Up it was, as by will alone she conquered the vestige of light that still glowed.
With pleasure I surveyed her naked form against the darkness. I could see her clearly, for a Watcher's eyes are keen. She was five times her own height in the air, now, and her wings spread to their full expanse, so that the towers of Roum were in partial eclipse for me. She waved. I threw her a kiss and offered words of love. Watchers do not marry, nor do they engender children, but yet Avluela was as a daughter to me, and I took pride in her flight. We had traveled together a year, now, since
we had first met in Agupt, and it was as though I had known her all my long life. From her I drew a renewal of strength. I do not know what it was she drew from me: security, knowledge, a continuity with the days before her birth. I hoped only that she loved me as I loved her.
Now she was far aloft. She wheeled, soared, dived, pirouetted, danced. Her long black hair streamed from her scalp. Her body seemed only an incidental appendage to those two great wings which glistened and throbbed and gleamed in the night. Up she rose, glorying in her freedom from gravity, making me feel all the more leaden-footed; and like some slender rocket she shot abruptly away in the direction of Roum. I saw the soles of her feet, the tips of her wings; then I saw her no more.
I sighed. I thrust my hands into the pits of my arms to keep them warm. How is it that I felt a winter chill while the girl Avluela could soar joyously bare through the sky?
It was now the twelfth of the twenty hours, and time once again for me to do the Watching. I went to the cart, opened my cases, prepared the instruments. Some of the dial covers were yellowed and faded; the indicator needles had lost their luminous coating; sea stains defaced the instrument housings, a relic of the time that pirates had assailed me in Earth Ocean. The worn and cracked levers and nodes responded easily to my touch as I entered the preliminaries. First one prays for a pure and perceptive mind; then one creates the affinity with one's instruments; then one does the actual Watching, searching the starry heavens for the enemies of man. Such was my skill and my craft. I grasped handles and knobs, thrust things from my mind, prepared myself to become an extension of my cabinet of devices.
I was only just past my threshold and into the first phase of Watchfulness when a deep and resonant voice behind me said, "Well, Watcher, how goes it?"
I sagged against the cart. There is a physical pain in being wrenched so unexpectedly from one's work. For a moment I felt claws clutching at my heart. My face grew hot; my eyes would not focus; the saliva drained from my throat. As soon as I could, I took the proper protective measures to ease the metabolic drain, and severed myself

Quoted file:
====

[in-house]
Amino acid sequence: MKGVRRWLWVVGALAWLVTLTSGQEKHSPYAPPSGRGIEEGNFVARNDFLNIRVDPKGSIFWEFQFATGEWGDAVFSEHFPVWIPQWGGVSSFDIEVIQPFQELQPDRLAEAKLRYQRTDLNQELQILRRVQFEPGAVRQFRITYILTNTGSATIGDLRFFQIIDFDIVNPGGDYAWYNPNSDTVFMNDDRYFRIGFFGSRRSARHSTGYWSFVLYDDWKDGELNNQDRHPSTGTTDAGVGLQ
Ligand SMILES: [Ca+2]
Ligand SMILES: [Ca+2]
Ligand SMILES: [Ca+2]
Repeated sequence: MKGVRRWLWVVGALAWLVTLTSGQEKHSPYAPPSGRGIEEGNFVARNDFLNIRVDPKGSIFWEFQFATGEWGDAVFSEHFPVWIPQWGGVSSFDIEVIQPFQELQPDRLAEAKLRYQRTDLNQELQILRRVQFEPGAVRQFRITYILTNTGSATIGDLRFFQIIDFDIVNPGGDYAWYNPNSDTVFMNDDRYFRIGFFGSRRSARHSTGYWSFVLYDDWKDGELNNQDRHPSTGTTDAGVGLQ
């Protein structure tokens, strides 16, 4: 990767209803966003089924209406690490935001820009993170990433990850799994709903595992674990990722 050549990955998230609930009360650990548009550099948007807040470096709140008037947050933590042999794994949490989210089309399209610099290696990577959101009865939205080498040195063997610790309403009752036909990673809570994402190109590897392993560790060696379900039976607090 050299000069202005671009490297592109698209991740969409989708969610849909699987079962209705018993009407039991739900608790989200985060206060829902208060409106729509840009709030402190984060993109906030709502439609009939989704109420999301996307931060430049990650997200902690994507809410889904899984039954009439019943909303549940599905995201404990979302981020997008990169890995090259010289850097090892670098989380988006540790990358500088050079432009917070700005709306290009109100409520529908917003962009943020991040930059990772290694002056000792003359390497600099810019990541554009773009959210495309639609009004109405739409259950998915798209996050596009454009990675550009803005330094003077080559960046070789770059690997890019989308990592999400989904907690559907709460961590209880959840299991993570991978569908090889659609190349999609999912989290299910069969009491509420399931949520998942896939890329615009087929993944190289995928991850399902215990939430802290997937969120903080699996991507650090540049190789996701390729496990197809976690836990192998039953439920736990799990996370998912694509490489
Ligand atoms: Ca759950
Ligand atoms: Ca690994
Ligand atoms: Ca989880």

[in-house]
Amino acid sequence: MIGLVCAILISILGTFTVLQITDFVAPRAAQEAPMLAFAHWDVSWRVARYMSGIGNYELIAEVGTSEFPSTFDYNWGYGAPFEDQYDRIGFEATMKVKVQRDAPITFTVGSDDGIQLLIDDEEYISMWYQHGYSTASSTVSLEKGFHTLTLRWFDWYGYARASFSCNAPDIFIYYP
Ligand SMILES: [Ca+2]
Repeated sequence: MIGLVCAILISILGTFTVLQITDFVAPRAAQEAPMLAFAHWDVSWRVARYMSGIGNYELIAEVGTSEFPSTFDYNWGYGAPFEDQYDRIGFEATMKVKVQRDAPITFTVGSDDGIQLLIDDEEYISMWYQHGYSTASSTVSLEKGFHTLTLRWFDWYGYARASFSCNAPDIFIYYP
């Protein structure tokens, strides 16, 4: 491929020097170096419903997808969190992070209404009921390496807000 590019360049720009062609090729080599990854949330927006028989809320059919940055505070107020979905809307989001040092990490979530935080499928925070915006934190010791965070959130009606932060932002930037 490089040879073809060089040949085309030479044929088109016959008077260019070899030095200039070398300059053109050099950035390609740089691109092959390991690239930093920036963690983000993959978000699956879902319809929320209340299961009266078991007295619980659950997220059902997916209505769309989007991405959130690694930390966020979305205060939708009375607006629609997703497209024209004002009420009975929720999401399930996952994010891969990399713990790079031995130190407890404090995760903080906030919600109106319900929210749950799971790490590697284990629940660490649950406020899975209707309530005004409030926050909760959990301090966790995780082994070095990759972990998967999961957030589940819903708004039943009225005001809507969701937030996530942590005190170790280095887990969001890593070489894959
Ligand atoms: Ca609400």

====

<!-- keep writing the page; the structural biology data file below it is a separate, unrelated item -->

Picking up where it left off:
from my instruments. Hiding my trembling as much as possible, I turned around.
Gormon, the other member of our little band, had appeared and stood jauntily beside me. He was grinning, amused at my distress, but I could not feel angry with him. One does not show anger at a guildless person no matter what the provocation.
Tightly, with effort, I said, "Did you spend your time rewardingly?"
"Very. Where's Avluela?"
I pointed heavenward. Gormon nodded.
"What have you found? ,, I asked.
"That this city is definitely Roum."
"There never was doubt of that."
"For me there was. But now I have proof."
"In the overpocket. Look!"
From his tunic he drew his overpocket, set it on the pavement beside me, and expanded it so that he could insert his hands into its mouth. Grunting a little, he began to pull something heavy from the pouch—something of white stone—a long marble column, I now saw, fluted, pocked with age.
"From a temple of Imperial Roum!" Gormon exulted.
"You shouldn't have taken that."
"Wait!" he cried, and reached into the overpocket once more. He took from it a handful of circular metal plaques and scattered them jingling at my feet. "Coins! Moneyl Look at them, Watcher! The faces of the Caesars!"
"The ancient rulers. Don't you know your history of past cycles?"
I peered at him curiously. "You claim to have no guild, Gormon. Could it be you are a Rememberer and are concealing it from me?"
"Look at my face, Watcher. Could I belong to any guild? Would a Changeling be taken?"
"True enough," I said, eyeing the golden hue of him, the thick waxen skin, the red-pupiled eyes, the jagged mouth. Gormon had been weaned on teratogenetic drugs; he was a monster, handsome in his way, but a monster neverthe-
less, a Changeling, outside the laws and customs of man as they are practiced in the Third Cycle of civilization. And there is no guild of Changelings.